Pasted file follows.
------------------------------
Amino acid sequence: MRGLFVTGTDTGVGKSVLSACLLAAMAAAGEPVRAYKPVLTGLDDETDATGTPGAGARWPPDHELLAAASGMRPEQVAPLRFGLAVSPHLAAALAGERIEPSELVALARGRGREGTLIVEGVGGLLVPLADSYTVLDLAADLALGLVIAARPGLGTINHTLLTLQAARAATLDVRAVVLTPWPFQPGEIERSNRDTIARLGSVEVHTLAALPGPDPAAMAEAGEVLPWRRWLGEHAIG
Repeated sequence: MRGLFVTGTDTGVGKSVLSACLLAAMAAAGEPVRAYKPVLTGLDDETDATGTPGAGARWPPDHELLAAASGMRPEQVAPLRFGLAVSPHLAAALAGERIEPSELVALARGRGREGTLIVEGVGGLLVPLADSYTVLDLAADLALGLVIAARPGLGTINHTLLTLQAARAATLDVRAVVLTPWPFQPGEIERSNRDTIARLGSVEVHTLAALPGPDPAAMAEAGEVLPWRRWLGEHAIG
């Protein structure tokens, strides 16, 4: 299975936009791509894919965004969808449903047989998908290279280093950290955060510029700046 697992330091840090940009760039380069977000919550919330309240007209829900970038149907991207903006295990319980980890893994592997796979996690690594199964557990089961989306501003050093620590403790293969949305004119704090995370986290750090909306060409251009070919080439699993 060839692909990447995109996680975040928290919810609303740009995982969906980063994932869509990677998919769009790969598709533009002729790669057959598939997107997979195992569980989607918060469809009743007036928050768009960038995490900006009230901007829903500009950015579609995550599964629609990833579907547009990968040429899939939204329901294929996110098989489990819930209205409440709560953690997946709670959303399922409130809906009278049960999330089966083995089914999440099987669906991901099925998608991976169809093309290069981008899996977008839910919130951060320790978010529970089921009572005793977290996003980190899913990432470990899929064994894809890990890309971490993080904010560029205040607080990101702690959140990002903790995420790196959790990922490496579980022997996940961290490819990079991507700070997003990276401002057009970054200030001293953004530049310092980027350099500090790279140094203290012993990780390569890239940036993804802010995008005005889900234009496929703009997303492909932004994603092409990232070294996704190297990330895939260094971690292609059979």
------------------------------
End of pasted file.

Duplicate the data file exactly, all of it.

Amino acid sequence: MRGLFVTGTDTGVGKSVLSACLLAAMAAAGEPVRAYKPVLTGLDDETDATGTPGAGARWPPDHELLAAASGMRPEQVAPLRFGLAVSPHLAAALAGERIEPSELVALARGRGREGTLIVEGVGGLLVPLADSYTVLDLAADLALGLVIAARPGLGTINHTLLTLQAARAATLDVRAVVLTPWPFQPGEIERSNRDTIARLGSVEVHTLAALPGPDPAAMAEAGEVLPWRRWLGEHAIG
Repeated sequence: MRGLFVTGTDTGVGKSVLSACLLAAMAAAGEPVRAYKPVLTGLDDETDATGTPGAGARWPPDHELLAAASGMRPEQVAPLRFGLAVSPHLAAALAGERIEPSELVALARGRGREGTLIVEGVGGLLVPLADSYTVLDLAADLALGLVIAARPGLGTINHTLLTLQAARAATLDVRAVVLTPWPFQPGEIERSNRDTIARLGSVEVHTLAALPGPDPAAMAEAGEVLPWRRWLGEHAIG
């Protein structure tokens, strides 16, 4: 299975936009791509894919965004969808449903047989998908290279280093950290955060510029700046 697992330091840090940009760039380069977000919550919330309240007209829900970038149907991207903006295990319980980890893994592997796979996690690594199964557990089961989306501003050093620590403790293969949305004119704090995370986290750090909306060409251009070919080439699993 060839692909990447995109996680975040928290919810609303740009995982969906980063994932869509990677998919769009790969598709533009002729790669057959598939997107997979195992569980989607918060469809009743007036928050768009960038995490900006009230901007829903500009950015579609995550599964629609990833579907547009990968040429899939939204329901294929996110098989489990819930209205409440709560953690997946709670959303399922409130809906009278049960999330089966083995089914999440099987669906991901099925998608991976169809093309290069981008899996977008839910919130951060320790978010529970089921009572005793977290996003980190899913990432470990899929064994894809890990890309971490993080904010560029205040607080990101702690959140990002903790995420790196959790990922490496579980022997996940961290490819990079991507700070997003990276401002057009970054200030001293953004530049310092980027350099500090790279140094203290012993990780390569890239940036993804802010995008005005889900234009496929703009997303492909932004994603092409990232070294996704190297990330895939260094971690292609059979």